The Sound Transit Board has selected three possible sites for its new maintenance facility needed to expand light rail further south.
The former Midway Landfill and two sites in Federal Way will be part of a draft environmental impact statement study for where the facility should be located.
That means the parcel of land in Kent at South 240th Street and Pacific Highway South, where a newly built Dick’s Drive-In and a Lowe’s home improvement store are located, is off the table.
Sound Transit said the "facility requires at least 30 relatively flat acres within a reasonable distance from the light rail extension to Federal Way that Sound Transit will open in 2024."
The board voted 15-2 Thursday for the sites to be studied.
The former Midway Landfill, south of South 246th Street, and west of and adjacent to I-5, is one the sites – and the one preferred by the cities of Federal Way and Kent. Sound Transit has called the location a "superfund" site and warned earlier it would cost an additional $500 million to build the facility on top of the landfill because of environmental concerns. According to the Kent Reporter, the site would be the most expensive option of the three, with an estimated cost of $1.3 billion.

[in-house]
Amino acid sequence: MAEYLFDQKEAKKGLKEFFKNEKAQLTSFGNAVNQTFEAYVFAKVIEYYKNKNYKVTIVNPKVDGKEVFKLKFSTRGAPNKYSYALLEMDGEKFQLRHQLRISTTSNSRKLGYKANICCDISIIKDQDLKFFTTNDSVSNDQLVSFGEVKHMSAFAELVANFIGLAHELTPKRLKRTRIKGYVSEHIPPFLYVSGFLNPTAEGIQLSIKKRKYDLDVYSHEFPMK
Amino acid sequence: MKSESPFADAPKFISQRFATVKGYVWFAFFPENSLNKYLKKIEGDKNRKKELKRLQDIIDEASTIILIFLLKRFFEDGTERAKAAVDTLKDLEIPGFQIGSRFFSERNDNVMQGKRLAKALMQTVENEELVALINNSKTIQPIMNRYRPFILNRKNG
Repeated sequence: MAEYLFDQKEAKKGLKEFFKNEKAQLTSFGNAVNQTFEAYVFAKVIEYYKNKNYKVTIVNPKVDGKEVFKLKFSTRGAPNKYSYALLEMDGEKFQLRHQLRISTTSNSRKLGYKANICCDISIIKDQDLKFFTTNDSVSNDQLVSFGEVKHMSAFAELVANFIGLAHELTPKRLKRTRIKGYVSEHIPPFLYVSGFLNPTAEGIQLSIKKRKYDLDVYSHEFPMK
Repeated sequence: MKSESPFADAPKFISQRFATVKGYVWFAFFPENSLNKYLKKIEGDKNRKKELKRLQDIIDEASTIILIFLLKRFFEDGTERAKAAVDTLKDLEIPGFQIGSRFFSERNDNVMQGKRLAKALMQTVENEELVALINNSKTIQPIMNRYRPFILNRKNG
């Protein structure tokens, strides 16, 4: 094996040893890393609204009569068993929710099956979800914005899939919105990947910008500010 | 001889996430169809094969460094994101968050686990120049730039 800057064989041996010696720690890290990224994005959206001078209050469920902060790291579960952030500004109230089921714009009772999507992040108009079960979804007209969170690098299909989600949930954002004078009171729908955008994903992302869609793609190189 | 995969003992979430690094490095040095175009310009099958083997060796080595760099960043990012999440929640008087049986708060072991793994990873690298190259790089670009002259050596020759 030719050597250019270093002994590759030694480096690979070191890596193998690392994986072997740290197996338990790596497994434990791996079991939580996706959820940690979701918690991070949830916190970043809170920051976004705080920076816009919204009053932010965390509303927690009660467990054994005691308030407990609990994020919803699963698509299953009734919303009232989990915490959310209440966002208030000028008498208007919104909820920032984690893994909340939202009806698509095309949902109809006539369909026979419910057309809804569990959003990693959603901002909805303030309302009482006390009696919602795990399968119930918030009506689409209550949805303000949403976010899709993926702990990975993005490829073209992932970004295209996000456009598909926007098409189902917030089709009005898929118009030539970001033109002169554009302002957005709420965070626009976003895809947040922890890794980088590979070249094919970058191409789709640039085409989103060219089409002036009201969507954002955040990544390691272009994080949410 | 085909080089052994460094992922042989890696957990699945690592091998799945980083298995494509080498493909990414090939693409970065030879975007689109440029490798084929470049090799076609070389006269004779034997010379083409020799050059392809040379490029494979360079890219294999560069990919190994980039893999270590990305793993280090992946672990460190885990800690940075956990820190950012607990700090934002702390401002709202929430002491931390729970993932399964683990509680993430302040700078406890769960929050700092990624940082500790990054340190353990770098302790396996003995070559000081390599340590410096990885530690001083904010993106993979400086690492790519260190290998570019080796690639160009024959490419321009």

Another parcel Sound Transit will be studying is the location of the Christian Faith Center at South 336th Street near I-5 in Federal Way. The megachurch says their Federal Way location serves about 9,000 people and the church has spent tens of millions of dollars building the complex. The cost to build the facility there is estimated at $750 million, the Reporter said.
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The third site to be studied is an industrial area in Federal Way at South 344th Street near I-5. The site is home to several businesses, including Garage Town, Northwest Equipment Sales and Ellenos Yogurt. The estimated cost to build the maintenance facility there is $800 million.
At Garage Town, there are 67 storage units that people own, plus a clubhouse for events.
“To see this very unique facility in Federal Way to be torn down for a Sound Transit maintenance facility would be pretty disappointing, and a loss to our community,” Garage Town owner Brad Thorson said in February after receiving a notice from Sound Transit that the location was under consideration.
The Federal Way business parcel would also take down the new Ellenos Yogurt production plant, which just opened last year. Nearby businesses said the company invested millions in infrastructure to open.
It would also demolish Northwest Equipment Sales.
“Twenty-five, 30 years,” Russ Hibbard, owner of Northwest Equipment Sales told KIRO 7 in February. “I don't want to lose my business here and I pay a lot of taxes.”
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